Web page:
November is the month of fallen heroes. We honour the memory of the soldiers who fought for freedom during the violent struggles of the last century – those who died in the trenches in Europe and those who gave their lives resisting a madman’s frightening dream. But, as we celebrate the 40th anniversary of the Canadian pro-life movement this year, we cannot fail to honour the memory of the heroes of our own movement, who have laboured in the trenches of another struggle and have tirelessly resisted the encroachments of the culture of death. Indeed, the pro-life movement in Canada has been built through the selfless sacrifice of heroes who did not live to see its success, but rather, in the words of the poet, have thrown us the torch, from their failing hands.
It is impossible even to list all of the brave men and women to whom we are so deeply indebted; they form a cloud of witnesses, too numerous to be named. There was the great Rev. Ken Campbell, who picketed Henry Morgentaler’s first freestanding abortuary in Toronto, and was arrested and jailed many times. And Joe Borowski, the Manitoba MLA who selflessly resigned his cabinet position, and took his legal battle to end abortion all the way to the Supreme Court. There was Gilles Grondin, who was so important in getting the pro-life movement involved at the UN, and Niel Slykerman, who, as president of CLC Manitoba, worked diligently to get questionnaires to candidates to find out where they stood on life issues. And Louise Summerhill founded Birthright, which helps women facing crisis pregnancy.
The wonderful films of Peter Gerretsen, and the edifying books of the prolific Father John McGoey, remain: their work is a testament to their commitment to our cause. So, too, the memory of the invaluable witness given by activists such as Frank Mountain and Earl “The Pearl” Amyotte, who picketed hospitals where, instead of being safely delivered, innocent babies were being destroyed. We also remember Carl Scharfe, Joe Grzywna and Eileen Anderson, courageous pro-lifers who worked in CLC’s Toronto office.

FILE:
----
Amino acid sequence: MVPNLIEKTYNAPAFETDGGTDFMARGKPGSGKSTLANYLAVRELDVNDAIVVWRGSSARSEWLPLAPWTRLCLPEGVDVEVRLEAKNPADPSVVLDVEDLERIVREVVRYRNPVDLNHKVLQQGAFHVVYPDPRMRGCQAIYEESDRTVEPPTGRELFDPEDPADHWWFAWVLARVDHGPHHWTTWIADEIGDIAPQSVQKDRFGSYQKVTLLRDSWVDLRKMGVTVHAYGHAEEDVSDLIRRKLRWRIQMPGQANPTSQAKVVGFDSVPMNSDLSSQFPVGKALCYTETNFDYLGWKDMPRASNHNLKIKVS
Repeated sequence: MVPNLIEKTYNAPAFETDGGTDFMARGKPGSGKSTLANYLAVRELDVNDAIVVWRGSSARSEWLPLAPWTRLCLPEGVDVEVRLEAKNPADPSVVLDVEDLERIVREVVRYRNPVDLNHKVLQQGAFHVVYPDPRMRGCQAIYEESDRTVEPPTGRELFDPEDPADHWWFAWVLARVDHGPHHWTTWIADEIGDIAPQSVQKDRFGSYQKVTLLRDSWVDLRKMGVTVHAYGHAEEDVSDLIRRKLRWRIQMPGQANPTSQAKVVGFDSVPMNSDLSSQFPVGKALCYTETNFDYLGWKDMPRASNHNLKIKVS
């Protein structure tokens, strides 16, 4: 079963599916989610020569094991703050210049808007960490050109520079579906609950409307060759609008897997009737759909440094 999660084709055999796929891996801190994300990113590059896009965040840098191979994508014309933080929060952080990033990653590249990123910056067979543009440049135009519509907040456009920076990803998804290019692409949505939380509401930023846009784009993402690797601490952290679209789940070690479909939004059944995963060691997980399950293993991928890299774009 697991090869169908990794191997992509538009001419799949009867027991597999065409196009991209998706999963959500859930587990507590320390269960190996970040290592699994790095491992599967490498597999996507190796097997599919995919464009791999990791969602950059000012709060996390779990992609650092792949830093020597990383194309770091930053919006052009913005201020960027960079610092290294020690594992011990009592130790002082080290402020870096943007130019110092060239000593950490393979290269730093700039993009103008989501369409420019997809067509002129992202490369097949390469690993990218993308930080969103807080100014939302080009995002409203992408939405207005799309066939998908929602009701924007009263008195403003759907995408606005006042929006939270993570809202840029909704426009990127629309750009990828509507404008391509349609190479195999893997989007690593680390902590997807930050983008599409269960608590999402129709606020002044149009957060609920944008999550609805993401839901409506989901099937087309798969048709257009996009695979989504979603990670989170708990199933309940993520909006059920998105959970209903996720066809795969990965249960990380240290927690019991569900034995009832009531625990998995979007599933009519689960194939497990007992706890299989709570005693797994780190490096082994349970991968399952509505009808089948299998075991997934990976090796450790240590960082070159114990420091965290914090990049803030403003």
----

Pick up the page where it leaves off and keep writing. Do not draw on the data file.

The few we name represent only a fraction of those we must remember, those we honour to the right in our cartoon and those in the in memoriam list (the CLC advertisement that appears near the end of each issue of the paper) – names of people that laboured for the cause of life; names, we trust, that are written in the Book of Life.
We continue to be inspired by the example of their work, but even more so by their brave examples of sacrifice. But, as they throw us the torch they carried for so long, we must remember Lichtenberg’s telling remark: “It is almost impossible to bear the torch of truth through a crowd without singeing somebody’s beard.” Indeed, the torch of truth was their Cross. They sacrificed their time, their wealth and their reputations. They suffered the silent incredulity of colleagues, the polite incomprehension of relatives and the outright hostility of strangers.
Thus, when they left us, “their departure was thought to be a disaster and their going from us to be their destruction” (Wisdom 3:2-3). This is how it appears in the eyes of the world. However, as the war monument reminds us: “The souls of the just are in the hand of God” (Wisdom 3:1). Despite the appearance of failure, we know that they achieved a great success. The Cross is always a victory, but it always seems like defeat.
Those who have gone before us in the pro-life movement laboured in the Herculean task of bringing sanity to an insane world. This task, of course, is no less daunting now. But, in moments of discouragement, when the battle seems like it will never be won, we must remember those who gave their lives without seeing any kind of victory, who sowed only the seed, but did not live to see the fruits of their labour.
This, perhaps, is the greatest lesson our departed friends and co-workers have to teach us: we must continue to work with profound hope in our cause, even if we ourselves do not witness its inevitable success. In the words of Rabbi Tarfon: “It is not incumbent upon you to complete the work; yet you are not free to desist from it.” And, in the words of Mother Teresa: “God doesn’t require us to succeed; he only requires that we try.”
A culture of life gestates in Canada. It is the rich inheritance of another generation, for a future yet unborn. Building up this culture of life has been the heroic work of the many friends who have gone before us. With deep gratitude, we honour their memory and strive to be worthy to the cause they served so well. We remain to finish their work and to realize their dream of a just society, where every child is cherished and every life is revered as sacred.